Khalid Koser, executive director of Geneva-based GCERF (Global Community Engagement and Resilience Fund), tells CNNMoney Switzerland that "soft" alternatives provided to disenfranchised populations may be more effective in countering the rise of violent extremism than military means. The organization offers support to "at risk" communities in countries in Africa and Asia. Koser explains that in addition to forcing people to flee their communities, violent extremism also has meant high economic costs for local and global economies.
Corporate social responsibility may have been trendy, but its days are numbered, according to Peter Bakker, president and CEO of the Geneva-based World Business Council for Sustainable Development. Find out why CSR has lost momentum to sustainability.
In 2017, more than 1 billion small arms were in circulation, and now the threat of 3-D printed guns is rising, too. “Fortunately, what’s out there is still rudimentary,” says Eric Berman of the Geneva-based, government-funded Small Arms Survey. But, he warns, they could soon become more effective.
Based in Geneva, Justice Rapid Response deploys a stand-by roster of criminal justice professionals to investigate international crimes and human rights violations as quickly as possible. Executive Director Nina Suomalainen explains how social media is changing the way they work.
The passing of former U.N. Secretary-General Kofi Annan left a big void for the independent, non-profit Kofi Annan Foundation. Interim Chairman Jenö Staehelin tells Martina Fuchs how the organization is coping with the loss and how it plans to carry on his legacy: “Now we have to face the future.”
Why was 2017 one of the most violent years since the end of the Cold War? We asked Thania Paffenholz, head of the government-funded think tank Inclusive Peace and Transition Initiative (IPTI). She also explained what businesses can do to help fix the situation.
Richard Lennane, executive director of the Geneva Disarmament Platform, is concerned that the Federal Council is giving more weight to its commercial interests than its humanitarian traditions. The Swiss government’s stance on nuclear weapons is also a surprise, according to the NGO.
The new executive director of the International AIDS Society says great progress has been made in the fight against AIDS. But Kevin Osborne warns of complacency: “If there’s one lesson we’ve learned, it’s that we have to keep our eye on the target,” he tells Martina Fuchs in International Geneva.
The South Centre is an intergovernmental organization that was founded in 1995 to help developing nations and to promote their common interests. “Developed countries need to consider developing countries’ interests in a more respectful manner,” Carlos Correa, the new executive director of the South Centre, tells Martina Fuchs in this week’s International Geneva.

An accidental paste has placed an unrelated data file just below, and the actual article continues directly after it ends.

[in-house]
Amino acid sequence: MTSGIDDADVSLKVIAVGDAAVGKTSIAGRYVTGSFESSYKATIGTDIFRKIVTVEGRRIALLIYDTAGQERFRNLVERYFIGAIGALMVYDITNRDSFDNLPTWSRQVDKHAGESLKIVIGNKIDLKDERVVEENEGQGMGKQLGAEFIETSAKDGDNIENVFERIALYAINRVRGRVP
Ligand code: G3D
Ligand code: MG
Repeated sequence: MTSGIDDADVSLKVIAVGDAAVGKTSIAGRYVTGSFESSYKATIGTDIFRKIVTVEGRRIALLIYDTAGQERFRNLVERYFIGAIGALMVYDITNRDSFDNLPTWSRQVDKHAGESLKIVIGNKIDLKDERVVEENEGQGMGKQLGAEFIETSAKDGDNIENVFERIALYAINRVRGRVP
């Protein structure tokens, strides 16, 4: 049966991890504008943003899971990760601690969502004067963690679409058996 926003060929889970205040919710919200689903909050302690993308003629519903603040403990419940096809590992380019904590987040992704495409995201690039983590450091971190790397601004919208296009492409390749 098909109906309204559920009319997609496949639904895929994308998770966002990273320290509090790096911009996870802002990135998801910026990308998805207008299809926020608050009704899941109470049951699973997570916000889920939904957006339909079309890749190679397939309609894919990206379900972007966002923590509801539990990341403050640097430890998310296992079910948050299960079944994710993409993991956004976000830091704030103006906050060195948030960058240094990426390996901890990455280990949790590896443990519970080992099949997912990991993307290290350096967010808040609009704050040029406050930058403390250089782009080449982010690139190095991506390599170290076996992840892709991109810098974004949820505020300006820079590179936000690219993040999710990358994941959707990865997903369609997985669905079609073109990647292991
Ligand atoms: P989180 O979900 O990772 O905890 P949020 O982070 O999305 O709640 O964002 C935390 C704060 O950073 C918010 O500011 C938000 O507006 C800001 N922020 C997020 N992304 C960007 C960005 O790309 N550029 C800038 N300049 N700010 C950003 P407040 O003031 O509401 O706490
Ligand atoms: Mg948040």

From the size of your credit card to environmental and food safety standards, the International Organization for Standardization touches our lives every day. Since its establishment in 1947, it has established more than 22,000 international standards. But the implementation of its standards are voluntary and consensus-based. In this episode of International Geneva, Martina Fuchs asks the ISO Secretary-General, Sergio Mujica, if this weakens the organization. “No, it’s the other way around. We are proposing voluntary standards because this is an invitation to excellence,” he says.
In a world where enough food is produced for everyone, 815 million people—or one in nine—still go to bed on an empty stomach each night. Even more—one in three—suffer from some form of malnutrition, according to the World Food Programme. So what’s gone wrong? “There is not enough political leadership,” Lawrence Haddad, executive director of the Geneva-based Global Alliance for Improved Nutrition, tells Martina Fuchs in this week’s International Geneva. “It really requires leadership at the highest, highest level.”
More than one-third of the world’s nations are contaminated by anti-personnel mines, cluster munitions, and other explosive remnants of war. As the Geneva International Centre for Humanitarian Demining (GICHD) celebrates its 20th anniversary, we ask whether there’s anything to celebrate. Director Stefano Toscano tells Martina Fuchs that there is indeed light at the end of the tunnel, but that human minesweepers are still better at detecting and removing landmines than robots.
The goal of Geneva Call is a simple, and noble, one: To protect civilians in armed conflicts. But the NGO, founded in 2000, is fighting for a variety of issues, from trying to ban the use of anti-personnel mines to prohibiting sexual violence and to combating gender discrimination. Martina Fuchs sat down with Alain Délétroz, the organization's director general, to find out why keeping a low profile is key to his work. "Too much visibility can play against us,” he says. “We have to strike a balance between visibility and the work on the ground."
What if an app could predict international conflicts with more than 90% accuracy? This is the next generation of war forecasting, according to the Geneva Centre for Security Policy (GCSP). Founded by the Swiss government, the GCSP has the mission of making the world a safer place. For this to happen, using big data and artificial intelligence has become crucial, as Director Christian Dussey tells Martina Fuchs.
Why do some people torture others? How can the Universal Declaration of Human Rights be strengthened seventy years after its adoption? Martina Fuchs spoke to the Secretary General of the World Organization Against Torture (OMCT), Gerald Staberock, who likened the fight against torture to “mak[ing] two steps forward and maybe one and a half backwards.”